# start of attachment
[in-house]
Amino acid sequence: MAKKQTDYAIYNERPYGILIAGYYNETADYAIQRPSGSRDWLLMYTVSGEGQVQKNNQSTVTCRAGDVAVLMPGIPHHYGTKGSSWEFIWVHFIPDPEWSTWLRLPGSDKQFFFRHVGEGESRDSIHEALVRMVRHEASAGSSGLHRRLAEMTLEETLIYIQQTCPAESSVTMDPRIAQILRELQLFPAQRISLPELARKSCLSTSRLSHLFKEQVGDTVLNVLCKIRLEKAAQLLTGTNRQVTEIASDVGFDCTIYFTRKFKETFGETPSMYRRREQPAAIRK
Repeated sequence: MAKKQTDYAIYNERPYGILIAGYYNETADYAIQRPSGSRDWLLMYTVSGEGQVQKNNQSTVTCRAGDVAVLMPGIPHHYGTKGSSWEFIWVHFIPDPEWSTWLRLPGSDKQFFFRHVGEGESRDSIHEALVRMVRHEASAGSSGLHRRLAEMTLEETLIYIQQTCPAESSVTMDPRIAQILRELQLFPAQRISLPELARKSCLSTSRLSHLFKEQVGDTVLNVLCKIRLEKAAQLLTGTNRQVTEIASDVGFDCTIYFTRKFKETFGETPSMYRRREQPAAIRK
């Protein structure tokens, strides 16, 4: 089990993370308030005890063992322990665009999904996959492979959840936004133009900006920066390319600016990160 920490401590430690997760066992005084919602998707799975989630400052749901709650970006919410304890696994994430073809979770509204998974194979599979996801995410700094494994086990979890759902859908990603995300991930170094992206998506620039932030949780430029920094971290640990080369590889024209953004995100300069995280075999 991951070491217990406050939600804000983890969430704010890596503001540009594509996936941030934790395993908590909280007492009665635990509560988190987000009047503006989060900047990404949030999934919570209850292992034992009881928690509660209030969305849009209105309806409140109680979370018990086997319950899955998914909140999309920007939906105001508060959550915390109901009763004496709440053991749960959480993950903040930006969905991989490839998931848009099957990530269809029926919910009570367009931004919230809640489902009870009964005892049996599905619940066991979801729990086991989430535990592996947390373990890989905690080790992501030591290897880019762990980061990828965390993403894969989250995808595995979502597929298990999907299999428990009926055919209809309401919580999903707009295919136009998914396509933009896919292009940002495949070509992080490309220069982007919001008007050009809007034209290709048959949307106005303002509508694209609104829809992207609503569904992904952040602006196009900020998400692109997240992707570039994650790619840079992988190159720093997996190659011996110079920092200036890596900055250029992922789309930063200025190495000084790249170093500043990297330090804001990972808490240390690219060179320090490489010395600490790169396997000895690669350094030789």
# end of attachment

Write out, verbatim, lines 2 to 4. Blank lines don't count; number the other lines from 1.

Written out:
Amino acid sequence: MAKKQTDYAIYNERPYGILIAGYYNETADYAIQRPSGSRDWLLMYTVSGEGQVQKNNQSTVTCRAGDVAVLMPGIPHHYGTKGSSWEFIWVHFIPDPEWSTWLRLPGSDKQFFFRHVGEGESRDSIHEALVRMVRHEASAGSSGLHRRLAEMTLEETLIYIQQTCPAESSVTMDPRIAQILRELQLFPAQRISLPELARKSCLSTSRLSHLFKEQVGDTVLNVLCKIRLEKAAQLLTGTNRQVTEIASDVGFDCTIYFTRKFKETFGETPSMYRRREQPAAIRK
Repeated sequence: MAKKQTDYAIYNERPYGILIAGYYNETADYAIQRPSGSRDWLLMYTVSGEGQVQKNNQSTVTCRAGDVAVLMPGIPHHYGTKGSSWEFIWVHFIPDPEWSTWLRLPGSDKQFFFRHVGEGESRDSIHEALVRMVRHEASAGSSGLHRRLAEMTLEETLIYIQQTCPAESSVTMDPRIAQILRELQLFPAQRISLPELARKSCLSTSRLSHLFKEQVGDTVLNVLCKIRLEKAAQLLTGTNRQVTEIASDVGFDCTIYFTRKFKETFGETPSMYRRREQPAAIRK
């Protein structure tokens, strides 16, 4: 089990993370308030005890063992322990665009999904996959492979959840936004133009900006920066390319600016990160 920490401590430690997760066992005084919602998707799975989630400052749901709650970006919410304890696994994430073809979770509204998974194979599979996801995410700094494994086990979890759902859908990603995300991930170094992206998506620039932030949780430029920094971290640990080369590889024209953004995100300069995280075999 991951070491217990406050939600804000983890969430704010890596503001540009594509996936941030934790395993908590909280007492009665635990509560988190987000009047503006989060900047990404949030999934919570209850292992034992009881928690509660209030969305849009209105309806409140109680979370018990086997319950899955998914909140999309920007939906105001508060959550915390109901009763004496709440053991749960959480993950903040930006969905991989490839998931848009099957990530269809029926919910009570367009931004919230809640489902009870009964005892049996599905619940066991979801729990086991989430535990592996947390373990890989905690080790992501030591290897880019762990980061990828965390993403894969989250995808595995979502597929298990999907299999428990009926055919209809309401919580999903707009295919136009998914396509933009896919292009940002495949070509992080490309220069982007919001008007050009809007034209290709048959949307106005303002509508694209609104829809992207609503569904992904952040602006196009900020998400692109997240992707570039994650790619840079992988190159720093997996190659011996110079920092200036890596900055250029992922789309930063200025190495000084790249170093500043990297330090804001990972808490240390690219060179320090490489010395600490790169396997000895690669350094030789």